From the Col-Blimp to the Col'Brew, How CBS Marketed Tonight's Premiere of The Late Show with Stephen Colbert
College football fans Saturday were among the first to catch TV’s first-ever “Col-Blimp.”
CBS took advantage of its SEC kick-off game between Louisville and Auburn to promote the launch of The Late Show with Stephen Colbert via a 30-foot blimp. The helium dirigible, with Colbert’s picture on the side, flew around the stadium and dropped decals featuring the show logo.
The “Col-Blimp” was just one part of an extensive marketing campaign crafted by the network to promote Tuesday night’s Colbert launch.
“We wanted to be aggressive on every platform we could be,” says CBS Marketing Group president George Schweitzer. “Knowing that Colbert has been off the air for nine months, coming over from cable, we wanted to reach fans and new viewers on every possible level… Marketing-wise, this is a once-in-a-generation kind of thing.”
CBS has aired a heavy dose of Colbert spots throughout the network’s primetime, late night and sports lineup. But Colbert promos have also appeared during news programming, particularly Face the Nation. That’s unusual for an entertainment program, but given Colbert’s popularity with newsmakers, network execs believed it made sense.
“We’ve never done CSI or other shows on Face the Nation, but it speaks to the news viewer, and to the politicians who watch it,” Schweitzer says.
CBS is also running hourly spots on its 117 radio stations in 26 markets, plus bought advertising time on cable networks. CBS additionally made a “big investment” in running ads in movie theaters across the country.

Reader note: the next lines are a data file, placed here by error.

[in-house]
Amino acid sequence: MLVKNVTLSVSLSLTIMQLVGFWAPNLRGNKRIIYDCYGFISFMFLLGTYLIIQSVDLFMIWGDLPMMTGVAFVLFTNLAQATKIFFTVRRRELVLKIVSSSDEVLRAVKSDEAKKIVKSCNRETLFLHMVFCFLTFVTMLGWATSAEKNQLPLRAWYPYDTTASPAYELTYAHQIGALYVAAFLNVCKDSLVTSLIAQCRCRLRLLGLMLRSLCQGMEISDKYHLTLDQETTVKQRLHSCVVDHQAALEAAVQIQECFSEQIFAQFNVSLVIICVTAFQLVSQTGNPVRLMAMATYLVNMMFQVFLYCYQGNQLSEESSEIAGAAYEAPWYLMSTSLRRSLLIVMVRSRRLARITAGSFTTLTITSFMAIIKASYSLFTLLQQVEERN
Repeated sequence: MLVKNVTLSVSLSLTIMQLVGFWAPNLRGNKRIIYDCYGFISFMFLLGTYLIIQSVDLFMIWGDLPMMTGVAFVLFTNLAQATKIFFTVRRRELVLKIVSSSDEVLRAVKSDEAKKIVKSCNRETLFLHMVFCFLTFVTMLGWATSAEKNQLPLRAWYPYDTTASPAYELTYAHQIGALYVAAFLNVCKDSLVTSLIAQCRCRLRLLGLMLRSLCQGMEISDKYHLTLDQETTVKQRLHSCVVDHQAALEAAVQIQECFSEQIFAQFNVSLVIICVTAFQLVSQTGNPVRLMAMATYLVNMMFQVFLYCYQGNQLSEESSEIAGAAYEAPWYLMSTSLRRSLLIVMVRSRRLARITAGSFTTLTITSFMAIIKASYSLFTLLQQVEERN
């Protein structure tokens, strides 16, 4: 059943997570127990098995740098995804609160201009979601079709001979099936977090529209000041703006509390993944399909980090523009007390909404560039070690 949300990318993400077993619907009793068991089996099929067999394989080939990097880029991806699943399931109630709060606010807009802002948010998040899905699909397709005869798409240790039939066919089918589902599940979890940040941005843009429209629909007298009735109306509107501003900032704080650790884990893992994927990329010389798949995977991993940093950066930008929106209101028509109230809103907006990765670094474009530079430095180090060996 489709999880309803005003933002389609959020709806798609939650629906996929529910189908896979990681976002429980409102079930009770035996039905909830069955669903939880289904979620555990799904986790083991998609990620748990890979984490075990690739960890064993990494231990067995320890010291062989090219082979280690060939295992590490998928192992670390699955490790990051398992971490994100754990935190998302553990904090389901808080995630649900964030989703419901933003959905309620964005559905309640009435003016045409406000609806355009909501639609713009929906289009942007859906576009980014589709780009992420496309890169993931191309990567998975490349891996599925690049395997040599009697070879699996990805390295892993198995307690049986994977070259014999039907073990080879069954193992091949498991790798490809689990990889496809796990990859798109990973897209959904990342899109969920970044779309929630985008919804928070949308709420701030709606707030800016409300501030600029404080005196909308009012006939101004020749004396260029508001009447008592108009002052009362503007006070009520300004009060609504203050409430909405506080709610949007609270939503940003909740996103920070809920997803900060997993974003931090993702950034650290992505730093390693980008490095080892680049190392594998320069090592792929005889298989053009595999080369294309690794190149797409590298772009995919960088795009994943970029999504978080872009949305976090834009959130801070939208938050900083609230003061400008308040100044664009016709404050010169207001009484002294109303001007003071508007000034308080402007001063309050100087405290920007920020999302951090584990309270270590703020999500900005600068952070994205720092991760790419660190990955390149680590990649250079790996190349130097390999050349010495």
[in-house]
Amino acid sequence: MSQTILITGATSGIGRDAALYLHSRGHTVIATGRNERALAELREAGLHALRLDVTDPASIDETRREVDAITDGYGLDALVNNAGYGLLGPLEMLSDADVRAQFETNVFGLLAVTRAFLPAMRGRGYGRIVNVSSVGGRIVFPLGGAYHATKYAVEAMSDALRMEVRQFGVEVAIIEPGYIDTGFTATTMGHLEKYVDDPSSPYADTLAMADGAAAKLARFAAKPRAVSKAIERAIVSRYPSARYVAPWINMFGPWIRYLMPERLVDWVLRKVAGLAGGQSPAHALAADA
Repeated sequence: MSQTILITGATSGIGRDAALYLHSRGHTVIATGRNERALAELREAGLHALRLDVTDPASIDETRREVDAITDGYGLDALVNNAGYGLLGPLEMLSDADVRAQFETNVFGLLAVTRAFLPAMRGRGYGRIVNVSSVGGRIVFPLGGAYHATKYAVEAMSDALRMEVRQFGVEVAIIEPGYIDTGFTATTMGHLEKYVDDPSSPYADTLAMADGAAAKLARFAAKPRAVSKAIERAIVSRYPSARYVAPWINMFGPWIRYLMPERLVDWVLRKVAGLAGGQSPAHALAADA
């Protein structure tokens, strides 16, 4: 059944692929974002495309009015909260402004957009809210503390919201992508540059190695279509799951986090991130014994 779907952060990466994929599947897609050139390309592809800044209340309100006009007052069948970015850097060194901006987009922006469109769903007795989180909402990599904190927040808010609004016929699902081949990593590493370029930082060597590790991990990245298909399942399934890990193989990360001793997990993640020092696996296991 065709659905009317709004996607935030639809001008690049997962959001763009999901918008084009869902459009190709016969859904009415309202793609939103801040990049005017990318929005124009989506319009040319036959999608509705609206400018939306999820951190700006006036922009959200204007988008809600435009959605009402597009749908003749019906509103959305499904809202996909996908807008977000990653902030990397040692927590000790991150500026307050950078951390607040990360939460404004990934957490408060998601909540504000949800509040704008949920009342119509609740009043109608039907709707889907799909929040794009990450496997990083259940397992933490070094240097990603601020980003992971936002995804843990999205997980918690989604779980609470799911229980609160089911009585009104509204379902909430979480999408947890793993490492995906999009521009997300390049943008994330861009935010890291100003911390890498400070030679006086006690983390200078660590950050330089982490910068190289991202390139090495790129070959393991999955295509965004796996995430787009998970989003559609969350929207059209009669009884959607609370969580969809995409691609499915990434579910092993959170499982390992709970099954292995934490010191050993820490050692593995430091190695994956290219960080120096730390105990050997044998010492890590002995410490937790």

Then there’s Colbert himself, who has helped the cause by visiting many of the nation’s top CBS stations. (That's something Colbert's predecessor, David Letterman, shied away from doing.)
“It’s a different situation than when [Colbert] was on cable and didn’t have local stations giving him a lead-in,” Schweitzer says. “Now, the late local news is his lead-in. It was important for us to cement him with the local stations.”
Colbert’s producing and writing team, most of who moved over from Comedy Central’s The Colbert Report, also kept the star in the public eye this year via regular viral videos and through social media. “They’re relentless and very promotion friendly, and he understands the stakes here and how much CBS is investing in this and in him, so he wants it to succeed,” Schweitzer says. “He’s his own best promoter and marketer.”
While most of the marketing effort still revolves around those traditional advertising and promotional spots, the unconventional gimmicks like the Col-Blimp can help generate headlines and buzz. Among other promotions, the traffic and navigation app Waze has added Colbert’s voice as an option to give driving directions (though Sept. 22), while Colbert uploaded several videos to Snapchat in recent days leading up to the show’s premiere.
“Anything we can put ‘Col’ in front of, we will,” Schweitzer says.
Blimps, coffee and traffic apps can help build awareness–but it comes down to whether people are ready and willing to watch the Tuesday night premiere of The Late Show with Stephen Colbert, which will run for an expanded 7 minutes (from 11:35/10:35c to 12:44/11:44c) tonight.
CBS execs note that the timing of the premiere–a few weeks before the fall TV season officially begins–will help, as will launching the show after a holiday weekend. DVR usage is normally heavy in the 11/10c hour, but with few original broadcast and cable shows airing this past weekend, CBS hopes that viewers with fewer shows in their queues may be willing to try out Colbert instead.
“The timing is great,” Schweitzer says.